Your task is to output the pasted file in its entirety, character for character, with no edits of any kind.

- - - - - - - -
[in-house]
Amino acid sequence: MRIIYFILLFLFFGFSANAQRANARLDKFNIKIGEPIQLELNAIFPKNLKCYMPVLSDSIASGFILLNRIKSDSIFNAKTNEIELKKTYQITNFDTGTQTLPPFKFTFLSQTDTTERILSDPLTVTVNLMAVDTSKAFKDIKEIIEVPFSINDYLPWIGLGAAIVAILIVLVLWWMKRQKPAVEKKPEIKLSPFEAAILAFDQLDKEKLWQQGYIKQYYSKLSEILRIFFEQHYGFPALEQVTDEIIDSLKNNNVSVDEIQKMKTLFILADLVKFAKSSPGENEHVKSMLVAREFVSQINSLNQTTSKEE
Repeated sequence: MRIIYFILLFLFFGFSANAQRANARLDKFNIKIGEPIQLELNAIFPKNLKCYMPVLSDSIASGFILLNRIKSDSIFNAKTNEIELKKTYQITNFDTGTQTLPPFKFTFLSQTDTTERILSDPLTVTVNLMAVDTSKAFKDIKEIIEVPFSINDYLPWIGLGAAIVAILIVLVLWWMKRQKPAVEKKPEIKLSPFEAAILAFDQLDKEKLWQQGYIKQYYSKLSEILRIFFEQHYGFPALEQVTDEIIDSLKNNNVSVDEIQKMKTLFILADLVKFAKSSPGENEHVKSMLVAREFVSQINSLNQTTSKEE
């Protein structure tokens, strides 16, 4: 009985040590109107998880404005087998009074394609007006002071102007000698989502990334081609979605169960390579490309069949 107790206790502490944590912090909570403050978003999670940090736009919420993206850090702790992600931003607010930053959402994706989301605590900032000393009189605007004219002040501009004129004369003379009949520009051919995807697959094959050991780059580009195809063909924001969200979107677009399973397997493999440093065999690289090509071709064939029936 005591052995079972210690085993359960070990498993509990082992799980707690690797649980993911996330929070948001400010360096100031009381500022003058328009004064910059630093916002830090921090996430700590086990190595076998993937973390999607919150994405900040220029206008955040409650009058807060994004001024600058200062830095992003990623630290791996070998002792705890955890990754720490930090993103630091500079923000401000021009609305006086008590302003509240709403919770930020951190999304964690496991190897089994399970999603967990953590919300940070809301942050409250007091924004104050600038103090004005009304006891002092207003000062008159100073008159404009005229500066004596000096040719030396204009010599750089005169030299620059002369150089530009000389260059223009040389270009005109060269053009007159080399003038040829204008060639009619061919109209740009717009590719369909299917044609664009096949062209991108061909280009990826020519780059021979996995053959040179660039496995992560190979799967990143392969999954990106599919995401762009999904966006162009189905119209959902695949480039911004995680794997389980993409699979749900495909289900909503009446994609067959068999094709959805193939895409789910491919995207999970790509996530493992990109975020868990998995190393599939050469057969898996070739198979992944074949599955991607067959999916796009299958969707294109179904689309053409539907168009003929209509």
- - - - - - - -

[in-house]
Amino acid sequence: MRIIYFILLFLFFGFSANAQRANARLDKFNIKIGEPIQLELNAIFPKNLKCYMPVLSDSIASGFILLNRIKSDSIFNAKTNEIELKKTYQITNFDTGTQTLPPFKFTFLSQTDTTERILSDPLTVTVNLMAVDTSKAFKDIKEIIEVPFSINDYLPWIGLGAAIVAILIVLVLWWMKRQKPAVEKKPEIKLSPFEAAILAFDQLDKEKLWQQGYIKQYYSKLSEILRIFFEQHYGFPALEQVTDEIIDSLKNNNVSVDEIQKMKTLFILADLVKFAKSSPGENEHVKSMLVAREFVSQINSLNQTTSKEE
Repeated sequence: MRIIYFILLFLFFGFSANAQRANARLDKFNIKIGEPIQLELNAIFPKNLKCYMPVLSDSIASGFILLNRIKSDSIFNAKTNEIELKKTYQITNFDTGTQTLPPFKFTFLSQTDTTERILSDPLTVTVNLMAVDTSKAFKDIKEIIEVPFSINDYLPWIGLGAAIVAILIVLVLWWMKRQKPAVEKKPEIKLSPFEAAILAFDQLDKEKLWQQGYIKQYYSKLSEILRIFFEQHYGFPALEQVTDEIIDSLKNNNVSVDEIQKMKTLFILADLVKFAKSSPGENEHVKSMLVAREFVSQINSLNQTTSKEE
């Protein structure tokens, strides 16, 4: 009985040590109107998880404005087998009074394609007006002071102007000698989502990334081609979605169960390579490309069949 107790206790502490944590912090909570403050978003999670940090736009919420993206850090702790992600931003607010930053959402994706989301605590900032000393009189605007004219002040501009004129004369003379009949520009051919995807697959094959050991780059580009195809063909924001969200979107677009399973397997493999440093065999690289090509071709064939029936 005591052995079972210690085993359960070990498993509990082992799980707690690797649980993911996330929070948001400010360096100031009381500022003058328009004064910059630093916002830090921090996430700590086990190595076998993937973390999607919150994405900040220029206008955040409650009058807060994004001024600058200062830095992003990623630290791996070998002792705890955890990754720490930090993103630091500079923000401000021009609305006086008590302003509240709403919770930020951190999304964690496991190897089994399970999603967990953590919300940070809301942050409250007091924004104050600038103090004005009304006891002092207003000062008159100073008159404009005229500066004596000096040719030396204009010599750089005169030299620059002369150089530009000389260059223009040389270009005109060269053009007159080399003038040829204008060639009619061919109209740009717009590719369909299917044609664009096949062209991108061909280009990826020519780059021979996995053959040179660039496995992560190979799967990143392969999954990106599919995401762009999904966006162009189905119209959902695949480039911004995680794997389980993409699979749900495909289900909503009446994609067959068999094709959805193939895409789910491919995207999970790509996530493992990109975020868990998995190393599939050469057969898996070739198979992944074949599955991607067959999916796009299958969707294109179904689309053409539907168009003929209509």